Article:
CHARLESTOWN — As Jennifer Poore returned from a trumped-up meeting outside the school, 270 students, teachers, administrators, staff and Poore’s family waited in the gym, hoping she would be surprised by her “2018 Elementary School Principal of the Year” award.
The ruse went off without a hitch. Poore came down the stairs, walked into the gym, and was greeted with a standing ovation.
“I was at a meeting this morning, and all of a sudden, I got a call to come back, they needed me, and it didn’t make any sense,” she said. “I rushed down, and I thought ‘are they doing a drill?’ I was so confused when I saw everyone in the gym. It took me a second, and then I saw my husband. I kind of figured it out then when he stood up and took a photo.”
Poore has been principal at Charlestown Elementary School since 2010. Her first position in the Chariho Regional School District was assistant principal at the middle school, and, later, assistant principal at Richmond Elementary School. Charlestown Elementary has been a consistently high-performing school, one of only six schools in the state to be recognized as “commended” by the Rhode Island Department of Education for three years in a row.
Donald Rebello, executive director of the Rhode Island Association of School Principals, said the awards had been presented for 20 years and included principals from elementary to high school. The association began soliciting nominations in January, and members of the selection committee visited the school to speak with teachers, staff and students.
“We have a selection committee that reviews the criteria for the award, which basically involve superb, exceptional leadership skills, the ability to move schools forward, not only with respect to some of the state criteria for identifying excellent schools like test scores, but also the testimony of staff members and supervisors who can testify to the fact that a principal has established a very meaningful school culture, and Jennifer has fit the bill superbly,” he said.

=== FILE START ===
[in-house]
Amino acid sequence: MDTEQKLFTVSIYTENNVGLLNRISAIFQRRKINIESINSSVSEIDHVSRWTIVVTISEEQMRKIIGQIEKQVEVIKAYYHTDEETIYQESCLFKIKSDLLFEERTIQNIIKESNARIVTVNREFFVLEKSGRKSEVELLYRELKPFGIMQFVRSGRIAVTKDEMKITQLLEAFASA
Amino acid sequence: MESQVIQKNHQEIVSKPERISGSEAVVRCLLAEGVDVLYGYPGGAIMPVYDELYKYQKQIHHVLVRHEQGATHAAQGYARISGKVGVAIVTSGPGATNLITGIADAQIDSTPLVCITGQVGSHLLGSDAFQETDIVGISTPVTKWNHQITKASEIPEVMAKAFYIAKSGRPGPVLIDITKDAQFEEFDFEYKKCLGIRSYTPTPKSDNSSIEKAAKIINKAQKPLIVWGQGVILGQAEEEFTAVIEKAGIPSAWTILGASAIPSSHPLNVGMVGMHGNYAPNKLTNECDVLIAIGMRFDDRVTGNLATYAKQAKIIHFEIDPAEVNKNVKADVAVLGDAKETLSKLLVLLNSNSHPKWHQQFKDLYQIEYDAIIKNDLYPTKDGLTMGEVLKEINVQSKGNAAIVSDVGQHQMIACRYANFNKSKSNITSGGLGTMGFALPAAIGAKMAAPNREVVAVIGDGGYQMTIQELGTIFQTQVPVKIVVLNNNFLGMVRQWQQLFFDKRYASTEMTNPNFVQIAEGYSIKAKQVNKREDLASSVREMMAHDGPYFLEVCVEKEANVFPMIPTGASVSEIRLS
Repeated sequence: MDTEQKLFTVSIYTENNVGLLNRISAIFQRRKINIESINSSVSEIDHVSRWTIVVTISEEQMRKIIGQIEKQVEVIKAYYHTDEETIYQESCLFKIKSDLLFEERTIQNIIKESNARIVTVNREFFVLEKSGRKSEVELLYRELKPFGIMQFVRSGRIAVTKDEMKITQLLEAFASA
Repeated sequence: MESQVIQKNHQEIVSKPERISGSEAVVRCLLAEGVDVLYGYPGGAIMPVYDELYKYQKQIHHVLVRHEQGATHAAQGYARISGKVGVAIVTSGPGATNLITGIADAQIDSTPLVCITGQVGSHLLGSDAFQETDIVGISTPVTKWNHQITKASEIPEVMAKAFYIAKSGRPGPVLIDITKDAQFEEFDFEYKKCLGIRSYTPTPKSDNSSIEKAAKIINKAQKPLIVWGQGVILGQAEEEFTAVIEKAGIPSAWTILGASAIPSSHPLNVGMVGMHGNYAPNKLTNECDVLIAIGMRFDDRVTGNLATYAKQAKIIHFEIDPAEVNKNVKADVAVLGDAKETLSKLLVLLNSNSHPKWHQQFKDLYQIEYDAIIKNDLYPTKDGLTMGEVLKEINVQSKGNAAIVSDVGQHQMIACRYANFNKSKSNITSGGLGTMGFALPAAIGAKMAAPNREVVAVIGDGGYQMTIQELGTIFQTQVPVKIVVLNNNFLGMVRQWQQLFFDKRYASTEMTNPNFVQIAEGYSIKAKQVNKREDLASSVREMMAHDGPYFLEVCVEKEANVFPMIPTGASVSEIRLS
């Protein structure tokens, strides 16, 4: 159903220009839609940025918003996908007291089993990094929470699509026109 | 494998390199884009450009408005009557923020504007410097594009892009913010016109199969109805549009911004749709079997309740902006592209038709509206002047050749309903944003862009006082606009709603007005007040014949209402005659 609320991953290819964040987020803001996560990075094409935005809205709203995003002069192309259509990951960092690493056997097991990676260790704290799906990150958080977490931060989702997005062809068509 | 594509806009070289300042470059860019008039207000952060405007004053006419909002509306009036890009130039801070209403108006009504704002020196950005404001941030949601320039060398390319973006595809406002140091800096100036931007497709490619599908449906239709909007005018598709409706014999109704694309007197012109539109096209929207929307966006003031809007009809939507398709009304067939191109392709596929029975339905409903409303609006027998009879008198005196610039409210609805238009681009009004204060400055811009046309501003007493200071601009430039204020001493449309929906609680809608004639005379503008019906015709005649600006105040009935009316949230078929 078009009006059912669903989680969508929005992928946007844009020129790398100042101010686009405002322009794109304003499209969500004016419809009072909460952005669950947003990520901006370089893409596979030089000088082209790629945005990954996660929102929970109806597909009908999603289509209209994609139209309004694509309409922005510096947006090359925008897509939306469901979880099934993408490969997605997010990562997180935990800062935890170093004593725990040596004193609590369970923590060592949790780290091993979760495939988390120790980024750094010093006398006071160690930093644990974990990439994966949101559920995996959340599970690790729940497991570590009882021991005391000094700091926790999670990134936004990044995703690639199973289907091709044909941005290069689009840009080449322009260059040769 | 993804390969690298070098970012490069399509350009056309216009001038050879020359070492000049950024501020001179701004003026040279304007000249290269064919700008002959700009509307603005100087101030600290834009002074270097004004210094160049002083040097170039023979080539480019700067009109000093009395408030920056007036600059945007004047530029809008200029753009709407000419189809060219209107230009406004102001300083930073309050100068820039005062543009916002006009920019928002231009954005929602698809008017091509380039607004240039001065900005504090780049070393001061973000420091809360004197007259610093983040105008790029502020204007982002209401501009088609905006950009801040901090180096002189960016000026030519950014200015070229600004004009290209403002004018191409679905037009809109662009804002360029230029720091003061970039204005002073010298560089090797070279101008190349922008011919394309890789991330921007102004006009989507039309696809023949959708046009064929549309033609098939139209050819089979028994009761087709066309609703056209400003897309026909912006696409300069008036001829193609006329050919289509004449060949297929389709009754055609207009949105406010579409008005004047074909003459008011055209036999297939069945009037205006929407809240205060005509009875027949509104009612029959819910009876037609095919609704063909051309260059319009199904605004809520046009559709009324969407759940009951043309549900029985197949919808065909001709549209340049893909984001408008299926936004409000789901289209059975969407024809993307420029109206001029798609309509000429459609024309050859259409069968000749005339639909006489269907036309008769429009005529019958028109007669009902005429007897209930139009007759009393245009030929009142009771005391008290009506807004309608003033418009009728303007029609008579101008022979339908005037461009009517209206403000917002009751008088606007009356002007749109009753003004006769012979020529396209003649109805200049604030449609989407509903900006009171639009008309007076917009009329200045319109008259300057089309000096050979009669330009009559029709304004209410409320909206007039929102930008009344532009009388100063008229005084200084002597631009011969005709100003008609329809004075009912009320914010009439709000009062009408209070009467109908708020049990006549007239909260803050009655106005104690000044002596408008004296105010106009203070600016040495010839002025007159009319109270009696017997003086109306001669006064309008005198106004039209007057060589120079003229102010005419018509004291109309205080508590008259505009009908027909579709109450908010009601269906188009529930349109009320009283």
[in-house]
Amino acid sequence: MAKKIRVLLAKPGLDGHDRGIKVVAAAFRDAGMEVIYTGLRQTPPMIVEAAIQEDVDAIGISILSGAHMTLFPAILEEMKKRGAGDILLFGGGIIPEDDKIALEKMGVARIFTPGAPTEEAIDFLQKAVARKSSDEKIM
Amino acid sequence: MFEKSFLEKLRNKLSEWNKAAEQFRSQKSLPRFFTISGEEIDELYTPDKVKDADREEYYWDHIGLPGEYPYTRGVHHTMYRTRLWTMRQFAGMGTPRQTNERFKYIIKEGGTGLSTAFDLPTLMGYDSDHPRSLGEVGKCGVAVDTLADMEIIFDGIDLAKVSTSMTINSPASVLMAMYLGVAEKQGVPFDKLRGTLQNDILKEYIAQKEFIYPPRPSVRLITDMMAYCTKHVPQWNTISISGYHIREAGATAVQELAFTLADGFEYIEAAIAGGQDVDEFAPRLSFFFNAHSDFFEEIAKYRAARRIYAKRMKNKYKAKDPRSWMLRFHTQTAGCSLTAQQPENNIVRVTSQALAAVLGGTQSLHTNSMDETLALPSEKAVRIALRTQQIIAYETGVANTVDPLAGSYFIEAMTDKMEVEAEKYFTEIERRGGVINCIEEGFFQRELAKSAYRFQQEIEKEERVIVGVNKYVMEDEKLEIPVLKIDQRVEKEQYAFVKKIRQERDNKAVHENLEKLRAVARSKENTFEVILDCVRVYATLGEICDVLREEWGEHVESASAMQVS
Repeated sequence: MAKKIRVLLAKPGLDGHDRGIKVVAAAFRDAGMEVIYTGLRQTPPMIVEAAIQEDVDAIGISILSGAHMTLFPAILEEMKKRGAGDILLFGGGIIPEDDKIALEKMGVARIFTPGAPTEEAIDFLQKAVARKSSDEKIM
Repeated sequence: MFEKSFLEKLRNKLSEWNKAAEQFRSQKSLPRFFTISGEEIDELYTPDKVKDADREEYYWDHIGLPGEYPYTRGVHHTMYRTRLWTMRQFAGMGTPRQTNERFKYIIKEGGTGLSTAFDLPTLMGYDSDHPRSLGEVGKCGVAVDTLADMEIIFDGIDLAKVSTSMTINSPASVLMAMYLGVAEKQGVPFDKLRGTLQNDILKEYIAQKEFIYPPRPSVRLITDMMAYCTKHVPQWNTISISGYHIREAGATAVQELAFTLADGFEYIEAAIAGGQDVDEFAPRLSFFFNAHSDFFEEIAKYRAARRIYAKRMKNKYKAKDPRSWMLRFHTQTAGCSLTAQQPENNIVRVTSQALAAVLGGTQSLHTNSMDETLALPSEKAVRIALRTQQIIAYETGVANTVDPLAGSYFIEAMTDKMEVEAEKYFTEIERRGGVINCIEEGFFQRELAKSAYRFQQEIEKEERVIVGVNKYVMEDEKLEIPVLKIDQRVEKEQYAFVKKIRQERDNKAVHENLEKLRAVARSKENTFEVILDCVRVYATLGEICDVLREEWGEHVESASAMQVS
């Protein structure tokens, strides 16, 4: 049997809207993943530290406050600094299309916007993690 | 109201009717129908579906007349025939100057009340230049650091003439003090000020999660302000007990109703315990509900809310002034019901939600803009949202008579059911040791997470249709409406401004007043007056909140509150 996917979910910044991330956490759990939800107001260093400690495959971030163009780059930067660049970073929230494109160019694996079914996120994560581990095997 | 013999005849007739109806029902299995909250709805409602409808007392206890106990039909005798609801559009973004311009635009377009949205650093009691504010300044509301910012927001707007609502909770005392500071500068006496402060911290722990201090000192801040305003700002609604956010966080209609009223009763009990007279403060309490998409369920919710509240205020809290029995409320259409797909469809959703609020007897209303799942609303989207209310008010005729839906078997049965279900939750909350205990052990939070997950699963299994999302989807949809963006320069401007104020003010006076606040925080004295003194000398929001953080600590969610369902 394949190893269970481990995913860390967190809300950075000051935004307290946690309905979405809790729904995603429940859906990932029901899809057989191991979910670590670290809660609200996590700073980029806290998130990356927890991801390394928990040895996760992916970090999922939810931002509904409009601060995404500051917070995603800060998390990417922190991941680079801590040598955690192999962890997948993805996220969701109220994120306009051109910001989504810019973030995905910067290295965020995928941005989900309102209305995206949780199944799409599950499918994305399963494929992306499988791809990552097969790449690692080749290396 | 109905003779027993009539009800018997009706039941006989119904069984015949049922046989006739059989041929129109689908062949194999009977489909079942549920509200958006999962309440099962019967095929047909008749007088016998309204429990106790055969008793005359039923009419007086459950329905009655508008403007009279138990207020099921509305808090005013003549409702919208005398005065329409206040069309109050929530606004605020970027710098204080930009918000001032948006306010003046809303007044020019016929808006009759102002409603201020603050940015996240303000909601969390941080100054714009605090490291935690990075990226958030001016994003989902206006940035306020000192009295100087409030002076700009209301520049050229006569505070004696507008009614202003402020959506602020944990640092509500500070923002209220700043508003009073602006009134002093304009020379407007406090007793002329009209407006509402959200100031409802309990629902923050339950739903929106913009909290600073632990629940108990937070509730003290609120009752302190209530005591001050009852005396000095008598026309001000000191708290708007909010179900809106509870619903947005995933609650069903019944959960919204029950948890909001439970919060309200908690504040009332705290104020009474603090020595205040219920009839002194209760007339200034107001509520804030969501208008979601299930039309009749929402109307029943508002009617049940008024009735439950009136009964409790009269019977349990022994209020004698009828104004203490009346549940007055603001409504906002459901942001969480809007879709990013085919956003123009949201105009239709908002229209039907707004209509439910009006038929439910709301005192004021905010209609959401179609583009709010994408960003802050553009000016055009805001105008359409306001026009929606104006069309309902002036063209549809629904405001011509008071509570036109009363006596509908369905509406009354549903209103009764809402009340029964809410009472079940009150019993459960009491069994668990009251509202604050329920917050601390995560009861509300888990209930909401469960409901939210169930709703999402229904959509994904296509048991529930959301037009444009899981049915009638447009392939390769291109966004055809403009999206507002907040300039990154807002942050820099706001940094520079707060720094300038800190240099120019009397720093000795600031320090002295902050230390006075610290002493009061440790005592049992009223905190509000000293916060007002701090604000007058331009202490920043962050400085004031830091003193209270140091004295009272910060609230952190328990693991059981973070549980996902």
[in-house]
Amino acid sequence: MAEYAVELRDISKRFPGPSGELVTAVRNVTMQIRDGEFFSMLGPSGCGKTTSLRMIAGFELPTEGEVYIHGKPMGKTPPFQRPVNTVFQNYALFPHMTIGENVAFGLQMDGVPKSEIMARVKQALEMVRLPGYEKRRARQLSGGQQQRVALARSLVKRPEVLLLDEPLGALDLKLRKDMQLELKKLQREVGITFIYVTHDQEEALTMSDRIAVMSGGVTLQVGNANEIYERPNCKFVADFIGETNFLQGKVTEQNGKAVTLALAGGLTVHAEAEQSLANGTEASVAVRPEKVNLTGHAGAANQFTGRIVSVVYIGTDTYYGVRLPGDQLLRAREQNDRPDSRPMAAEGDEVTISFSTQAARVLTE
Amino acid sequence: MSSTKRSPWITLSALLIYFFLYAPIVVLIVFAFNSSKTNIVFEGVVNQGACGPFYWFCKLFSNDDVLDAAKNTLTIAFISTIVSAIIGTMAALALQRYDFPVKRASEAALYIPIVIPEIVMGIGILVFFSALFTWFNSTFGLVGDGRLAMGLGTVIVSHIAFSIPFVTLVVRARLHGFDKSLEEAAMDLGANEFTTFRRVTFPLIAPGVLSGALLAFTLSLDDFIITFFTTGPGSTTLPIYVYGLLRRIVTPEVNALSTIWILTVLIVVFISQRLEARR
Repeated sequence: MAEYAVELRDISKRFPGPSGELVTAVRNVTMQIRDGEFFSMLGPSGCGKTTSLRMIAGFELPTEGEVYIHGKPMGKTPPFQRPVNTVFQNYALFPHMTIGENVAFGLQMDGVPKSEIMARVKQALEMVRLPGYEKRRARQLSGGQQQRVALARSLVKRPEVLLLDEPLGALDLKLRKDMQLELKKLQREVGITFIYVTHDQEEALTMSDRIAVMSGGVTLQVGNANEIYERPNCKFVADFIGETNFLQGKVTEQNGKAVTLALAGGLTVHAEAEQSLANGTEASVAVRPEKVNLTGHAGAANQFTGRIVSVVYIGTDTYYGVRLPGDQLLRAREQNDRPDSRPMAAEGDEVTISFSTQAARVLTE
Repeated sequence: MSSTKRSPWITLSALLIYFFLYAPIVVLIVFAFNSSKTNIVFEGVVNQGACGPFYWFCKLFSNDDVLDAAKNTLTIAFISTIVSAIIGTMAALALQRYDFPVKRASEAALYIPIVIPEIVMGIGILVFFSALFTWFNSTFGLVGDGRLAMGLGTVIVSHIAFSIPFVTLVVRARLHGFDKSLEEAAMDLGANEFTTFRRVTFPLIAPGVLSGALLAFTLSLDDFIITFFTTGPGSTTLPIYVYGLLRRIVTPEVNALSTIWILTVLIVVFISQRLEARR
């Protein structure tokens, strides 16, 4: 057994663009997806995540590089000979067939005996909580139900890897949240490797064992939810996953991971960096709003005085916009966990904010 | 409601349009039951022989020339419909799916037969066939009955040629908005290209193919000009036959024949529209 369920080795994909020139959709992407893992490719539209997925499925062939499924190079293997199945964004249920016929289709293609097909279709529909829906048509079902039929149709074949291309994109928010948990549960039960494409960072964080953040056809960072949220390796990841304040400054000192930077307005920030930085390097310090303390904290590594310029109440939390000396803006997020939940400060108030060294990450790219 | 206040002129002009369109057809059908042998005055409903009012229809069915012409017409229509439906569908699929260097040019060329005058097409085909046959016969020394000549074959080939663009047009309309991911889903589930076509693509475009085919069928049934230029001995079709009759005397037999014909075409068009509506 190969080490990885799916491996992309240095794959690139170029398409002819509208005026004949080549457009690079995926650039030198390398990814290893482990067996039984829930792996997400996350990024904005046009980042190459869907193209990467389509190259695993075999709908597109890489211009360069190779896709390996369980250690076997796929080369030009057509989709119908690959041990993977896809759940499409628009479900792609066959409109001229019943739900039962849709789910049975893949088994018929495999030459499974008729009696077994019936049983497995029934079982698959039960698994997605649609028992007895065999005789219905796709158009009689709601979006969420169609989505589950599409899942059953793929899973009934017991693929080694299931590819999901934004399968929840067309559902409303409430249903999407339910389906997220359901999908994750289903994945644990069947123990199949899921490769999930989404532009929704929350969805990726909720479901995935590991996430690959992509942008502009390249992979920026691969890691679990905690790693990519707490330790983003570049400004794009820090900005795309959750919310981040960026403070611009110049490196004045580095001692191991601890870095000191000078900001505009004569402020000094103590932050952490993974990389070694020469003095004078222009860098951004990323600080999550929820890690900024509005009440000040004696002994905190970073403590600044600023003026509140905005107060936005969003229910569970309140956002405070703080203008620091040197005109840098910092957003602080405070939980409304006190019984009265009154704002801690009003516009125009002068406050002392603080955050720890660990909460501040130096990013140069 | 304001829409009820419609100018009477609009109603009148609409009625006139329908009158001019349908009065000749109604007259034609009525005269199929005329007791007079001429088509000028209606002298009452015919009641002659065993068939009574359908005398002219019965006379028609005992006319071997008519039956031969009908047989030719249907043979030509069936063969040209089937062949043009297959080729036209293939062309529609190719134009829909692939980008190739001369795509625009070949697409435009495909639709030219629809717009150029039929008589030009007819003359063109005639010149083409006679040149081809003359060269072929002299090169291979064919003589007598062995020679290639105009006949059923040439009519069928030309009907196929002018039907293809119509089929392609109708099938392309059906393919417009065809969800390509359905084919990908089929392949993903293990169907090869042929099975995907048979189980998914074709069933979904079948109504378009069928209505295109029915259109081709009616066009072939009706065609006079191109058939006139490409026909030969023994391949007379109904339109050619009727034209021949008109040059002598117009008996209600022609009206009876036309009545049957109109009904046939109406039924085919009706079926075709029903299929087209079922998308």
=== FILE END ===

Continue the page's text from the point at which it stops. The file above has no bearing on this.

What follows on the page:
Reading Specialist Tammy Lyons was among the staff members who met with the committee.
“We gave our professional opinion in terms of Jen’s performance here, which is top-notch,” she said. “She’s not just a creator, she’s a doer. She supports all of us.”
Also on hand to congratulate Poore were fellow Chariho administrators, who described her as a humble and compassionate leader.
Chariho Principal Craig MacKenzie said he was beginning to notice Poore’s former students as they entered the high school.
“It’s kind of interesting, when I think about the kids who leave the elementary school, being at Chariho as an administrator for six years now, I’m starting to see those kids trickle into the high school and they’re some of our very best,” he said.
Jeff Scanapieco, the Principal at Ashaway Elementary School, described Poore as a supportive colleague.
“She’s a great friend, and her heart is truly in it,” he said. “She loves the students. She loves education.”
Middle School Principal Gregory Zenion, a past recipient of the award, said Poore deserved the recognition.
“She does a great job and it is a very difficult job, so to be recognized by the association is huge,” he said.
“There’s no one better to deserve this award than Jen Poore,” Hope Valley Principal Giuseppe Gencarelli added. “She’s an instructional leader, she’s just a phenomenal administrator that we all look up to.”
Richmond Elementary Principal Sharon Martin credited Poore with creating a nurturing environment for teachers as well as students.
“The thing that I admire about her the most, she has such high standards for herself as a principal and for her teachers and her students, but she also knows the value of having fun, and she makes coming to school a fun experience for everyone,” she said.
Representing the Chariho School Committee were Donna Chambers and Craig Louzon.
“It’s so nice to have a great principal recognized statewide in this special way,” Chambers said.
“I’ve always been impressed with the lady,” Louzon added.
Superintendent of Schools Barry Ricci, who wrote Poore’s nomination letter, was the first to congratulate her when she walked into the gym.
“She is the epitome of what it means to be a strong and exceptional school leader,” he said. “She cares about the children she serves, she cares about the community, and she understands what makes a good school great.”